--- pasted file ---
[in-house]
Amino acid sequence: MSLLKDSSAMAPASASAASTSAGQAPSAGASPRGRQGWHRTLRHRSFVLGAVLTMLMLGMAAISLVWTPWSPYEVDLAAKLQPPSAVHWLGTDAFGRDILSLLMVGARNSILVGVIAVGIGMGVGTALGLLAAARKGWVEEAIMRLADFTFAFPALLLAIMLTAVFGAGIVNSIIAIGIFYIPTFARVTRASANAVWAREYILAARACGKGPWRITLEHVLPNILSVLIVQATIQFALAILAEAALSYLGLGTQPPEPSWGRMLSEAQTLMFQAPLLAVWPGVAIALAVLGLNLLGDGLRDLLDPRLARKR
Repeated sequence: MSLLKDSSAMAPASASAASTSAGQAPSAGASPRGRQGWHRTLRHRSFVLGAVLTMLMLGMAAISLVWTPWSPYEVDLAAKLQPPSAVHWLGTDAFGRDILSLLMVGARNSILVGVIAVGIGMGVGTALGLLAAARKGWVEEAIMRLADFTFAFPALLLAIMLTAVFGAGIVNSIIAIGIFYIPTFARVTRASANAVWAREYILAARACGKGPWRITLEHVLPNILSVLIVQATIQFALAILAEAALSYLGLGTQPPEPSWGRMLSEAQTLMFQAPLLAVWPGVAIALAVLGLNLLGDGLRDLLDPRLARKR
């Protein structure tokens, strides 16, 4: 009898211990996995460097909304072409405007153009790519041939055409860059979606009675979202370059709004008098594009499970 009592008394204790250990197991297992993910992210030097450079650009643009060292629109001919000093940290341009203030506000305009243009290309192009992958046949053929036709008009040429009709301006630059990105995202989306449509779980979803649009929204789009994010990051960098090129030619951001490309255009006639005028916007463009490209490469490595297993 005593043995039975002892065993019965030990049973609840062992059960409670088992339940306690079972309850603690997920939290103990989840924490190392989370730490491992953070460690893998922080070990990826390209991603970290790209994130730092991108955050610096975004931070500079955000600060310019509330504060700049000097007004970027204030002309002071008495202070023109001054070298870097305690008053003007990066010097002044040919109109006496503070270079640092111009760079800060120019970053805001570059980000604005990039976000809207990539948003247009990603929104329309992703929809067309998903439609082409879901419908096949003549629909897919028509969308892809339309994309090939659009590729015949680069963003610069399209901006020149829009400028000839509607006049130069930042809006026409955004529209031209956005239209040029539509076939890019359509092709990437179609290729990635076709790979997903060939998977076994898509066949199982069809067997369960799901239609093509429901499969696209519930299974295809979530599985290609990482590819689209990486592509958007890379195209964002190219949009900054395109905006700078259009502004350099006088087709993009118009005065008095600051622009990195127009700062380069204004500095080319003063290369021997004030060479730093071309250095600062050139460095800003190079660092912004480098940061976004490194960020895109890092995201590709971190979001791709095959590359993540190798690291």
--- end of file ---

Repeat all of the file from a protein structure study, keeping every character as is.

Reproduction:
[in-house]
Amino acid sequence: MSLLKDSSAMAPASASAASTSAGQAPSAGASPRGRQGWHRTLRHRSFVLGAVLTMLMLGMAAISLVWTPWSPYEVDLAAKLQPPSAVHWLGTDAFGRDILSLLMVGARNSILVGVIAVGIGMGVGTALGLLAAARKGWVEEAIMRLADFTFAFPALLLAIMLTAVFGAGIVNSIIAIGIFYIPTFARVTRASANAVWAREYILAARACGKGPWRITLEHVLPNILSVLIVQATIQFALAILAEAALSYLGLGTQPPEPSWGRMLSEAQTLMFQAPLLAVWPGVAIALAVLGLNLLGDGLRDLLDPRLARKR
Repeated sequence: MSLLKDSSAMAPASASAASTSAGQAPSAGASPRGRQGWHRTLRHRSFVLGAVLTMLMLGMAAISLVWTPWSPYEVDLAAKLQPPSAVHWLGTDAFGRDILSLLMVGARNSILVGVIAVGIGMGVGTALGLLAAARKGWVEEAIMRLADFTFAFPALLLAIMLTAVFGAGIVNSIIAIGIFYIPTFARVTRASANAVWAREYILAARACGKGPWRITLEHVLPNILSVLIVQATIQFALAILAEAALSYLGLGTQPPEPSWGRMLSEAQTLMFQAPLLAVWPGVAIALAVLGLNLLGDGLRDLLDPRLARKR
């Protein structure tokens, strides 16, 4: 009898211990996995460097909304072409405007153009790519041939055409860059979606009675979202370059709004008098594009499970 009592008394204790250990197991297992993910992210030097450079650009643009060292629109001919000093940290341009203030506000305009243009290309192009992958046949053929036709008009040429009709301006630059990105995202989306449509779980979803649009929204789009994010990051960098090129030619951001490309255009006639005028916007463009490209490469490595297993 005593043995039975002892065993019965030990049973609840062992059960409670088992339940306690079972309850603690997920939290103990989840924490190392989370730490491992953070460690893998922080070990990826390209991603970290790209994130730092991108955050610096975004931070500079955000600060310019509330504060700049000097007004970027204030002309002071008495202070023109001054070298870097305690008053003007990066010097002044040919109109006496503070270079640092111009760079800060120019970053805001570059980000604005990039976000809207990539948003247009990603929104329309992703929809067309998903439609082409879901419908096949003549629909897919028509969308892809339309994309090939659009590729015949680069963003610069399209901006020149829009400028000839509607006049130069930042809006026409955004529209031209956005239209040029539509076939890019359509092709990437179609290729990635076709790979997903060939998977076994898509066949199982069809067997369960799901239609093509429901499969696209519930299974295809979530599985290609990482590819689209990486592509958007890379195209964002190219949009900054395109905006700078259009502004350099006088087709993009118009005065008095600051622009990195127009700062380069204004500095080319003063290369021997004030060479730093071309250095600062050139460095800003190079660092912004480098940061976004490194960020895109890092995201590709971190979001791709095959590359993540190798690291």